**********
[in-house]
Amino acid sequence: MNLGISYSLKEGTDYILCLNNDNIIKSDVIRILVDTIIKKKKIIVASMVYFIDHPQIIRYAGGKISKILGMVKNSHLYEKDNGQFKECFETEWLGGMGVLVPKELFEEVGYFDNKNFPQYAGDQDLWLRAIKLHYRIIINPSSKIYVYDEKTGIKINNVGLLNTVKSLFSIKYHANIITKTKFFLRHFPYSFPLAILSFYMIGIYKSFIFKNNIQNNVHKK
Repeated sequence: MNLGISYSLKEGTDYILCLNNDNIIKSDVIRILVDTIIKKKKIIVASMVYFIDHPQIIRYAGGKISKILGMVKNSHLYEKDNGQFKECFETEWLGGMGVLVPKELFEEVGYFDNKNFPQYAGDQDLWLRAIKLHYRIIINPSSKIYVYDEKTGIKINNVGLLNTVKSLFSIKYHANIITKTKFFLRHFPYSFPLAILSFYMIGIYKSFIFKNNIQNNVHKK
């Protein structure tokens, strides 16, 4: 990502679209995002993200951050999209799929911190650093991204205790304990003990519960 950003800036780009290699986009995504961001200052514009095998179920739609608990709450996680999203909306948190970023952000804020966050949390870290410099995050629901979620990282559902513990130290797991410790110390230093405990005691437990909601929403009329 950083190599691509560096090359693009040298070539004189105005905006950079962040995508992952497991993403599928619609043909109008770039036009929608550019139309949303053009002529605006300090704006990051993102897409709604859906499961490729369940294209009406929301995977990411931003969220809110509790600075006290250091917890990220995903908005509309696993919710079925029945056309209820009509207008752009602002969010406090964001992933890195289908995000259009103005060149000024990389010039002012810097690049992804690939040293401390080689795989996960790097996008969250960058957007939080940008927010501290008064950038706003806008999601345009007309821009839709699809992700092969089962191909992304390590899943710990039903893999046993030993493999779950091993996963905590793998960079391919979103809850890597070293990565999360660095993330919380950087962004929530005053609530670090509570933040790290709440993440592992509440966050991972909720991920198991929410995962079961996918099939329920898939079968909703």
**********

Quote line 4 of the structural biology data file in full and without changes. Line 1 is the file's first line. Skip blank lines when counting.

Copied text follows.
């Protein structure tokens, strides 16, 4: 990502679209995002993200951050999209799929911190650093991204205790304990003990519960 950003800036780009290699986009995504961001200052514009095998179920739609608990709450996680999203909306948190970023952000804020966050949390870290410099995050629901979620990282559902513990130290797991410790110390230093405990005691437990909601929403009329 950083190599691509560096090359693009040298070539004189105005905006950079962040995508992952497991993403599928619609043909109008770039036009929608550019139309949303053009002529605006300090704006990051993102897409709604859906499961490729369940294209009406929301995977990411931003969220809110509790600075006290250091917890990220995903908005509309696993919710079925029945056309209820009509207008752009602002969010406090964001992933890195289908995000259009103005060149000024990389010039002012810097690049992804690939040293401390080689795989996960790097996008969250960058957007939080940008927010501290008064950038706003806008999601345009007309821009839709699809992700092969089962191909992304390590899943710990039903893999046993030993493999779950091993996963905590793998960079391919979103809850890597070293990565999360660095993330919380950087962004929530005053609530670090509570933040790290709440993440592992509440966050991972909720991920198991929410995962079961996918099939329920898939079968909703």